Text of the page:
Highland charge

The Highland charge was a battlefield tactic used by the clans of the Scottish Highlands in the 17th and 18th century. It was developed as a response to the evolution of firearms. Previously, Highlanders had fought in tight formations, led by a heavily armoured warrior elite, that carried heavy battle-axes or two handed broadswords known as "claidheamh mor" or "claymores" -meaning "great sword" in Scottish Gaelic. However, with the widespread use of muskets and cannon, such formations became vulnerable. As a result, in the 17th century, Highlanders developed a lighter, one handed claymore with a hilt that protected the hand. This was generally used with a shield or "targe" strapped to the body and a "dirk" or "biotag" (long knife) held in the other hand. The use of the charge greatly mimicked the Celtic fighting styles of battle, where one side would rush at the other in an attempt to break the line of battle.

From the 1640s onwards Highlanders in battle would launch rapid charges, firing their own muskets at close range, before closing with their enemy hand to hand. This became known as the "Highland charge." Its advantage was that it allowed the Highlanders to cover the range of the enemy muskets quickly, before the enemy could inflict many casualties. The Highlanders could then exploit their skills in hand to hand fighting. In this way, they could overwhelm regular troops who were better armed and more conventionally trained.

In practice, the Highland charge proved so effective as much because of its psychological impact as its physical one. Regular troops, when faced with a tide of screaming Highlanders, often lost their heads, fired off an un-aimed volley and began to run away. They would then face the charge not as a disciplined unit, but as a mass of panicked individuals, whom the Highlanders would cut down with impunity. This happened at such battles as Tippermuir and Falkirk. However when, as at the Battle of Culloden in 1746, well trained regular troops kept their composure, the Highland charge was raked with musket volley fire, then faced with an unbroken line of bayonets and beaten off with heavy losses. Cannon firing grapeshot also helped beat off the Highland Charge at Culloden.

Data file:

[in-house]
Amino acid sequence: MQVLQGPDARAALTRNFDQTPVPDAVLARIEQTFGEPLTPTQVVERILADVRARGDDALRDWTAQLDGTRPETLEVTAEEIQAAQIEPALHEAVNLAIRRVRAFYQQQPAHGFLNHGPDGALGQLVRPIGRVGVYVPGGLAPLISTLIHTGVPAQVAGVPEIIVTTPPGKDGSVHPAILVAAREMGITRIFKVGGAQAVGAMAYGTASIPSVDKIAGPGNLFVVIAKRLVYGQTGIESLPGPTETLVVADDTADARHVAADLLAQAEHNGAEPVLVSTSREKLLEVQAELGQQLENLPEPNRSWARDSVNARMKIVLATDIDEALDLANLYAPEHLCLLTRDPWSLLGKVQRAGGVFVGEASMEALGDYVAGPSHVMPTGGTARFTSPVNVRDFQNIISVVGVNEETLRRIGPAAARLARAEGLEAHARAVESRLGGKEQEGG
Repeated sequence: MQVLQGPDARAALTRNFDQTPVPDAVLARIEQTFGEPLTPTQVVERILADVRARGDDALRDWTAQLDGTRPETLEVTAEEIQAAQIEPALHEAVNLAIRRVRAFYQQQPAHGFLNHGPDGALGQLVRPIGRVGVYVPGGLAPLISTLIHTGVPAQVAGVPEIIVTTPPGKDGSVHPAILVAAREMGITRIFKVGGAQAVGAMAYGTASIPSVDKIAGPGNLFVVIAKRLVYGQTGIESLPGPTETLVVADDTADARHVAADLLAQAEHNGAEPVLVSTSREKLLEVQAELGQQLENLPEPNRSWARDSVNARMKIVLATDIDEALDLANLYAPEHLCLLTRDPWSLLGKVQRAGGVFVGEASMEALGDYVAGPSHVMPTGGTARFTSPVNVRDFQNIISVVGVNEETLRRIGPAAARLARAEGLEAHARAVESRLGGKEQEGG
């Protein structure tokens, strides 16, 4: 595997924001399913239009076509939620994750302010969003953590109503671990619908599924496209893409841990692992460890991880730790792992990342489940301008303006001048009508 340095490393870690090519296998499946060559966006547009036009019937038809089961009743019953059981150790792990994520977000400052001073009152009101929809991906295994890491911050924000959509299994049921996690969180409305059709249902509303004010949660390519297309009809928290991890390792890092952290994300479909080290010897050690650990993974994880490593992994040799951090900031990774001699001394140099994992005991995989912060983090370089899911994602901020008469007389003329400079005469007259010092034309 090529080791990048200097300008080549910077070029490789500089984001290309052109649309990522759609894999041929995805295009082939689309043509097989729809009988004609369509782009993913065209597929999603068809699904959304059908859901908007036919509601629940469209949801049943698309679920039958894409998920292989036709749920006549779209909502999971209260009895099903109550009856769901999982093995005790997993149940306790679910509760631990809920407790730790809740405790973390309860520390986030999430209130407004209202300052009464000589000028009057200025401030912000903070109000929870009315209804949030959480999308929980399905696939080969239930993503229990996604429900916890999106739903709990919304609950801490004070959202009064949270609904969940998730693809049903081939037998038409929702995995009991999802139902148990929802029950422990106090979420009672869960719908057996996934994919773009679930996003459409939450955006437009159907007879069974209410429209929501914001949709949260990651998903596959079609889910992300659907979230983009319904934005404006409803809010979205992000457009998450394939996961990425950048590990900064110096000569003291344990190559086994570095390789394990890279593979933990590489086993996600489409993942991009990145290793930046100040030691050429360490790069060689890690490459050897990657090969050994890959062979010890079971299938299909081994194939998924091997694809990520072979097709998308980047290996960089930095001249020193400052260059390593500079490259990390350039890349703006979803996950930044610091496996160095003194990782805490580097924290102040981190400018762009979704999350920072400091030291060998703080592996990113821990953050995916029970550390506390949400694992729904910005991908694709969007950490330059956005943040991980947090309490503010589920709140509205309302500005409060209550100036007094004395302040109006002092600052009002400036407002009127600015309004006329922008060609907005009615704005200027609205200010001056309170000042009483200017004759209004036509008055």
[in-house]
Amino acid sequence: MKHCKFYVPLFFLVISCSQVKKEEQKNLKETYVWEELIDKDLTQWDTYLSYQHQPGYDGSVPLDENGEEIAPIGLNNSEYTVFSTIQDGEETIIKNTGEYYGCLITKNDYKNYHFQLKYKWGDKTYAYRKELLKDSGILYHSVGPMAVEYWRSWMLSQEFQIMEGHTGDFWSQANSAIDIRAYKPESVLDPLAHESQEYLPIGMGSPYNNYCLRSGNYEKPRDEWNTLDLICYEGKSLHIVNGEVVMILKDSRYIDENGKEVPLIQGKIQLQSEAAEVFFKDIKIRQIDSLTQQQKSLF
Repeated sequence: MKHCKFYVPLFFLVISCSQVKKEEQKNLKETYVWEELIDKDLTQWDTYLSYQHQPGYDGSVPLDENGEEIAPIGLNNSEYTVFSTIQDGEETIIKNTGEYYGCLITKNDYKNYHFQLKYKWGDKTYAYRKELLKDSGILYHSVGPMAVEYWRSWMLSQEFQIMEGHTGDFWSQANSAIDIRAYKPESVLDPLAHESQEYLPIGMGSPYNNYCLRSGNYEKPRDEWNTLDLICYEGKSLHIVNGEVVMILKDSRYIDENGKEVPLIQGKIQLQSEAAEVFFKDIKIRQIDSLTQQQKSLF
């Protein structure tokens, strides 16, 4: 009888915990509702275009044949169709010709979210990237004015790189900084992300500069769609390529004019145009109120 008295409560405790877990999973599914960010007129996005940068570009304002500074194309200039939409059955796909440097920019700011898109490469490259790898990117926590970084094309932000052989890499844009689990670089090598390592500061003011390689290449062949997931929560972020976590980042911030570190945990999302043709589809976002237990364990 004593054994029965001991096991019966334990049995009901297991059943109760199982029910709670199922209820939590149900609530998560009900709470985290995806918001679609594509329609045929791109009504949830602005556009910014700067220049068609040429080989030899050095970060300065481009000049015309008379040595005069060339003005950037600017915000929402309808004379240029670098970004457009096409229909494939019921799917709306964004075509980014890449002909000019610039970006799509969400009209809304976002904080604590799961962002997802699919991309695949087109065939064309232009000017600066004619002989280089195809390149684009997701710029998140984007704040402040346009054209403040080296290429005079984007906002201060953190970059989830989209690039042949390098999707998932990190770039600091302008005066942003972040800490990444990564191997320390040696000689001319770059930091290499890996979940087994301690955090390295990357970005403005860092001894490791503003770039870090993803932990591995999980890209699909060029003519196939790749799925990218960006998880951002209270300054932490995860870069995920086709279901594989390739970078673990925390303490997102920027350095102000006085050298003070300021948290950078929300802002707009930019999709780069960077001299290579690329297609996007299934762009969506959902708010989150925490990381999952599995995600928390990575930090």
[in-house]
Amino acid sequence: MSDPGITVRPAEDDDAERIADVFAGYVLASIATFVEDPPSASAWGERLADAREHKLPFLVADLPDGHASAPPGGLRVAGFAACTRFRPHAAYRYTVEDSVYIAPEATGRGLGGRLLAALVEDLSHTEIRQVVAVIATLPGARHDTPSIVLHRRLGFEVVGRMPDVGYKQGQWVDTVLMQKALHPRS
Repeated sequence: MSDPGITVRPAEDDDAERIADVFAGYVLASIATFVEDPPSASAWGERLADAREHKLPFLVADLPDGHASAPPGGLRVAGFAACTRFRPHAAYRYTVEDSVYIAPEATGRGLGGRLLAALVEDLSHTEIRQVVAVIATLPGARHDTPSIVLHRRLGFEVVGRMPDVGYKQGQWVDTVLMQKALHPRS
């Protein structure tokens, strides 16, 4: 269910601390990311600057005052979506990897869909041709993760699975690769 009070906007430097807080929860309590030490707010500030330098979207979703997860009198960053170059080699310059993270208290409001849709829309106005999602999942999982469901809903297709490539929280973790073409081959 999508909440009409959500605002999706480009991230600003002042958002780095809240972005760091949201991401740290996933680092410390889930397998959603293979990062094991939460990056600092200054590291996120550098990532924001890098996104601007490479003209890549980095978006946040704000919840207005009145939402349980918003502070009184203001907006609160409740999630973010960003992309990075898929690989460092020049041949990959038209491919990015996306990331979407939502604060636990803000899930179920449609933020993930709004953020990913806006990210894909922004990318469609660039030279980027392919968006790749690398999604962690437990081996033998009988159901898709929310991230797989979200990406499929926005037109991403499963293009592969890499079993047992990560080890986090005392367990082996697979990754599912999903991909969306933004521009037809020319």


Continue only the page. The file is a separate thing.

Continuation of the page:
The Highland charge was used widely during the Wars of the Three Kingdoms and the Jacobite Risings. The Historian David Stephenson has credited its invention to the Irish warrior Alasdair MacColla, who pioneered its use in Ireland and Scotland during the Wars of the Three Kingdoms. Other historians have questioned this, and suggest that the charge was evolved gradually, to meet a particular set of battlefield challenges. They point out that conventional armies of this era also sometimes used rapid charges with swords, pikes and bayonets when the situation demanded. In the contemporary French army, this was known as an "a prest" attack.


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